The recent trend toward longer auto loans is reversing, a new study suggests.
The average loan term for both new- and used-vehicle purchases declined in the first half of 2009, reports the research firm Experian Automotive.
"For at least the last year, we've seen drops in terms," says Melinda Zabritski, Experian's director of automotive credit. "While there were still instances of longer terms, the overall averages were staying near 60 months."
The Experian study shows that in the first half of this year, the average loan maturity for new-vehicle purchases was 62 months, down from 63 months in the first half of 2008.
For used-vehicle purchases, the average maturity was 57 months, down from 59 months in the first half of last year.
The decline occurred even though auto leases are less available than they were early last year and despite consumers' growing budget-consciousness during the recession.
Consumers often resort to extended loan terms to lower their monthly payments because stretching the payment over a longer period makes the monthly payments easier to afford.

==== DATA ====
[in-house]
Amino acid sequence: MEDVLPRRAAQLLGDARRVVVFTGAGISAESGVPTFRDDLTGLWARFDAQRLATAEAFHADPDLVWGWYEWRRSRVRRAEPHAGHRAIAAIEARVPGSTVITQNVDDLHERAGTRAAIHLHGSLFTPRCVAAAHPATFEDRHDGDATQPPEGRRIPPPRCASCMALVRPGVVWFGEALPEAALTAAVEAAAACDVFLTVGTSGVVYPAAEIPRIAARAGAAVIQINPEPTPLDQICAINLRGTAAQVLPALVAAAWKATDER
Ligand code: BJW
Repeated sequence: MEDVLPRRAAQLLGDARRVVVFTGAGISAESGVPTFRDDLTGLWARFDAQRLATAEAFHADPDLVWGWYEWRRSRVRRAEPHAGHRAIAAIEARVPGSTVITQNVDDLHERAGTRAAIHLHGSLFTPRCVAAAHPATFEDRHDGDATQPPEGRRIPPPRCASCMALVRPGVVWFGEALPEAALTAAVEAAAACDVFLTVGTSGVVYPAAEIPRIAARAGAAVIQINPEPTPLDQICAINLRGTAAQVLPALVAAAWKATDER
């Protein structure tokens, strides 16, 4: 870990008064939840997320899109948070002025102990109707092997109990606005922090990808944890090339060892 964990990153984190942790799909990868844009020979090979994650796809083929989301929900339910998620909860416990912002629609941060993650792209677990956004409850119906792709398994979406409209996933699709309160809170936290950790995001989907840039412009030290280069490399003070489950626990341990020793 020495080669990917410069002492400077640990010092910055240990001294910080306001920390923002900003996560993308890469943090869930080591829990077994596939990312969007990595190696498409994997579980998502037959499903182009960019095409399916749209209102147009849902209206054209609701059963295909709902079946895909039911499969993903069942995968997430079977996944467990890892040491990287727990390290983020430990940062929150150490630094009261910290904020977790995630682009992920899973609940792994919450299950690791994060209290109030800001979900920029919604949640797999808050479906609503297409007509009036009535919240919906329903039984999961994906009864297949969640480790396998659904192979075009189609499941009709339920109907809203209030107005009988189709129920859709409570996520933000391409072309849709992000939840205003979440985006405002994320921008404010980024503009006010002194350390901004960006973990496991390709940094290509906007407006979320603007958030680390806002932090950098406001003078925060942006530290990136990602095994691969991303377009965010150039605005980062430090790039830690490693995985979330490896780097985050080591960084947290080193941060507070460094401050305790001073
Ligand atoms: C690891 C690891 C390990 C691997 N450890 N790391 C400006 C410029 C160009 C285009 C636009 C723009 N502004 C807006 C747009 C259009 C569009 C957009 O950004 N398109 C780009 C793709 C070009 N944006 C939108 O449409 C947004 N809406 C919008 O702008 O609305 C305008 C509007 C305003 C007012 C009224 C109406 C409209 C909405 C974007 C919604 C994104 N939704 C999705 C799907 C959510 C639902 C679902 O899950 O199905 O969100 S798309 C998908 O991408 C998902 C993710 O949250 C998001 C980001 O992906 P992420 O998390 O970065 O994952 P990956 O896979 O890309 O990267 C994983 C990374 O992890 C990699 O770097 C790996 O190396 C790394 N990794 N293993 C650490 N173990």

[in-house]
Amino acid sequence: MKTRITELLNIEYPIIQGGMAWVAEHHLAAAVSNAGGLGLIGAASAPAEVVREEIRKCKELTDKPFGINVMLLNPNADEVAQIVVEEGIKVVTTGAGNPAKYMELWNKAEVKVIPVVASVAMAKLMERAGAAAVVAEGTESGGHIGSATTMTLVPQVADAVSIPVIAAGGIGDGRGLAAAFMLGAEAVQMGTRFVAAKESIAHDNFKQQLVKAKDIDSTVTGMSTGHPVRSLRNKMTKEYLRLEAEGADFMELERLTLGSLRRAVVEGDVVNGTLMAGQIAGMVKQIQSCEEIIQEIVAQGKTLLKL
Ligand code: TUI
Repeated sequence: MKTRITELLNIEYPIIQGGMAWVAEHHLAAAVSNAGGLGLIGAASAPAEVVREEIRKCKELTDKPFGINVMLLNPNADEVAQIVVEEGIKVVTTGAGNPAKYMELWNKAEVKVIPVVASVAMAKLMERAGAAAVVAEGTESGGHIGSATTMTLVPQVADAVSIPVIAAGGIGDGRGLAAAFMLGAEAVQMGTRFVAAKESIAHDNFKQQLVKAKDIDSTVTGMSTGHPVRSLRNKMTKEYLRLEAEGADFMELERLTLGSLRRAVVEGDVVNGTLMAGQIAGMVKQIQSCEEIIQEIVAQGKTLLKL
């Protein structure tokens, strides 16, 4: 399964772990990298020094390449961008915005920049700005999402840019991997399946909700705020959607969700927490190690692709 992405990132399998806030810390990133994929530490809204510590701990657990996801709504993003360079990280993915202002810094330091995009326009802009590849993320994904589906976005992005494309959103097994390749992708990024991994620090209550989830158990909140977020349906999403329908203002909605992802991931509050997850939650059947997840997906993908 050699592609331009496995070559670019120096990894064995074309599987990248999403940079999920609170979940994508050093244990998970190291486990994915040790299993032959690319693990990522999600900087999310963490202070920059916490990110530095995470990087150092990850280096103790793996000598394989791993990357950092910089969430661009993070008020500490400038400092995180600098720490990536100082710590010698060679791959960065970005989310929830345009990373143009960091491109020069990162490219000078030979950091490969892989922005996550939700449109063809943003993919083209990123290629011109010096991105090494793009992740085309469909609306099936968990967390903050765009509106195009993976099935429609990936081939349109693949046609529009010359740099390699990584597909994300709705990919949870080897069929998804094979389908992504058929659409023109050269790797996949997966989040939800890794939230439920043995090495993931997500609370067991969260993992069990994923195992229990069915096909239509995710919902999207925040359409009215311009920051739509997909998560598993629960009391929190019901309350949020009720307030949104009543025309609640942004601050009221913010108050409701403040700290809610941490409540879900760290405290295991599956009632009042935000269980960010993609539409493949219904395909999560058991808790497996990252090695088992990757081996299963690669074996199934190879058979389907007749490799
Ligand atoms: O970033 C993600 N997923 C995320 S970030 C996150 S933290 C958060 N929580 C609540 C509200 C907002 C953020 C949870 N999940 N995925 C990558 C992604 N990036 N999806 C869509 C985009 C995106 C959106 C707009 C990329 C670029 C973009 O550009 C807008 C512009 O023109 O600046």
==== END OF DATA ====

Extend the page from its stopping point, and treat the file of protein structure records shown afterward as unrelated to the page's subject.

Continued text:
Lease contracts also lower monthly payments because the payments are based only on the partial value of the vehicle during the term of the lease.
In recent years, loans of 72 months and longer had become more popular. Those lengthier loans can keep customers out of the car market longer because when they extend the term, it takes more time to build equity in their vehicles.
"I'd say that it's not necessarily a result of consumers not wanting them but rather many lenders not offering the long, extended-term loans," Zabritski says. "Many lenders, including the captives, have stuck with 60-month terms. Especially on higher risk loans, you see the shorter terms as a norm."